Local presence key to Chinese market: AAK

By Emma Edwards

- Last updated on GMT

Related tags: Nutrition, Fatty acid

As the world’s most populous nation with a strong economy, China is an attractive target for food manufacturers and their suppliers - but they cannot operate effectively in the region without a local presence, according to Torben Friis Lange, AAK vice president and business area president.

Speaking to FoodNavigator.com from China, where the fats and oils specialist AAK has just established its Shanghai base, Friis Lange highlighted, “fast feedback, elimination of language barriers, local knowledge and awareness of local tastes​” as just some of the benefits of having a sales team on the ground.

“It’s no longer a case of international companies taking products in, western companies are now sharing the market with local Chinese companies,”​ he said. To keep pace, “you need to communicate with people and you can’t do this from a distance, you need to be in the market and part of what’s happening.”

There is enormous value in a global infrastructure but it must be carefully applied, he said. “Bring in knowledge but adapt it to local behaviour and desires...The most efficient approach is to act with global knowledge but carry out business locally.”

Quality counts

A huge assortment of products proliferate the chinese market but, he said, this does mean quality is compromised. In fact, “consumers are very demanding of high quality products, so manufacturers need high quality ingredients.”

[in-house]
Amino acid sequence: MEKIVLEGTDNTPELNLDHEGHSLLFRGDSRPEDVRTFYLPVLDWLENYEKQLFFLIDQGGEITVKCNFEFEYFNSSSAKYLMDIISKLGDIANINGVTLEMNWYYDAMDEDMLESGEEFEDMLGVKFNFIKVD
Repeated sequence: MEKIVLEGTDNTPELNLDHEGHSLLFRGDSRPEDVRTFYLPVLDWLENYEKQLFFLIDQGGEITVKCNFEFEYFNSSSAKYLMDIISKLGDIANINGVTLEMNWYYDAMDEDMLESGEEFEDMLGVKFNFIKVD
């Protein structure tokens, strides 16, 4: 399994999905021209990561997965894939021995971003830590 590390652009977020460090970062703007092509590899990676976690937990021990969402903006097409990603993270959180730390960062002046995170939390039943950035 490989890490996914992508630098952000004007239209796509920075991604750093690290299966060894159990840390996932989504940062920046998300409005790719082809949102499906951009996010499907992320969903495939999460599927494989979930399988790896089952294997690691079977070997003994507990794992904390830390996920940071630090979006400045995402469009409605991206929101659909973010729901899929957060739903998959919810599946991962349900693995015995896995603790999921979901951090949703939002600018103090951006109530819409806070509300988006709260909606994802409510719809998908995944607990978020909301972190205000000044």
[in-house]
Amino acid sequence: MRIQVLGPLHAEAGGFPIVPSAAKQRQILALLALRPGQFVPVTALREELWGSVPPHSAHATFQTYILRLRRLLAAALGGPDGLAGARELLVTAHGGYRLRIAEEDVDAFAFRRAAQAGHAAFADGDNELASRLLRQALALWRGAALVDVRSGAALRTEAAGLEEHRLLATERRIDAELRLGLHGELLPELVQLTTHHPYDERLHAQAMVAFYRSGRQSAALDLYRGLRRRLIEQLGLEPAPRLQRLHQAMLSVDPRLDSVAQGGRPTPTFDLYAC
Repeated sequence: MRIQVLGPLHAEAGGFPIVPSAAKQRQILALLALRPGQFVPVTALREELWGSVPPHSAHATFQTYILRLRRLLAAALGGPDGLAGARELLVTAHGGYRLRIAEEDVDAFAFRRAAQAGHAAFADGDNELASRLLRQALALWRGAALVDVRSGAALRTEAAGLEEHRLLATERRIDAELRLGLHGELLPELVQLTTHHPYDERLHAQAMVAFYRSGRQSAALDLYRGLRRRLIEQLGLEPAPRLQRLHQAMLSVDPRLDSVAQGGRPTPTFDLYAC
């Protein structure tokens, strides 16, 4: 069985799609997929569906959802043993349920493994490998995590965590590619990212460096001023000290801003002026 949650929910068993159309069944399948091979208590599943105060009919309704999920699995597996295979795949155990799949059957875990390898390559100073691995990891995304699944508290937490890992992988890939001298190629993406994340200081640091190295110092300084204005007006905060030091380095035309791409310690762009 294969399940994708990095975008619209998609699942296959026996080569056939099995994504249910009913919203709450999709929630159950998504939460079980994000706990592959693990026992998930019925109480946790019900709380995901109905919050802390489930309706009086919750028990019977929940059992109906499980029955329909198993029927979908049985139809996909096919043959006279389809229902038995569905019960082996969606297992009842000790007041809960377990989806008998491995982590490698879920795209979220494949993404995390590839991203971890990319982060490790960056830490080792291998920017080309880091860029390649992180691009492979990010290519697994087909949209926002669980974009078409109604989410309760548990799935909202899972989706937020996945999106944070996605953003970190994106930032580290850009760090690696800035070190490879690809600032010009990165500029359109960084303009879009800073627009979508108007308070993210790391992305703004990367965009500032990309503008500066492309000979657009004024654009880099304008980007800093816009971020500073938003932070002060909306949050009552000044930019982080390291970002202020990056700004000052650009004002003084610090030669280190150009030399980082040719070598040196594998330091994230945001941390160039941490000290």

“This emphasis on quality means there is a willingness to buy speciality ingredient instead of going with commodity products.”

Consumer trends

As well as a big snacking trend, Friis Lange identified strong demand for healthier products. He sees trends from Europe and the US taking shape in China and expects them to take off rapidly in the region. “Consumers are looking for products with reduced saturated fat, for example, and low or no trans fatty acids. “

Market view

China is set to be the largest grocery market in the world, worth an estimated €1,042bn by 2010, according to international food and grocery analysts IGD. The region is predicted to continue its strong growth and overtake the US in 2012 to take the top position – putting the US in second place. This change in positions is largely attributed to the impact of the prolonged recession in the US and quick recovery in China.

Commenting on the recently announced figures, Joanne Denney-Finch, chief executive, IGD said; “In 2015, the combined grocery markets of Brazil, Russia, India and China will be worth more €2,194bn...Many retailers and manufacturers have already built a strong presence in these countries, but for those that haven’t, it is vital that they incorporate the BRIC markets into their strategic planning in order to sustain business growth.”

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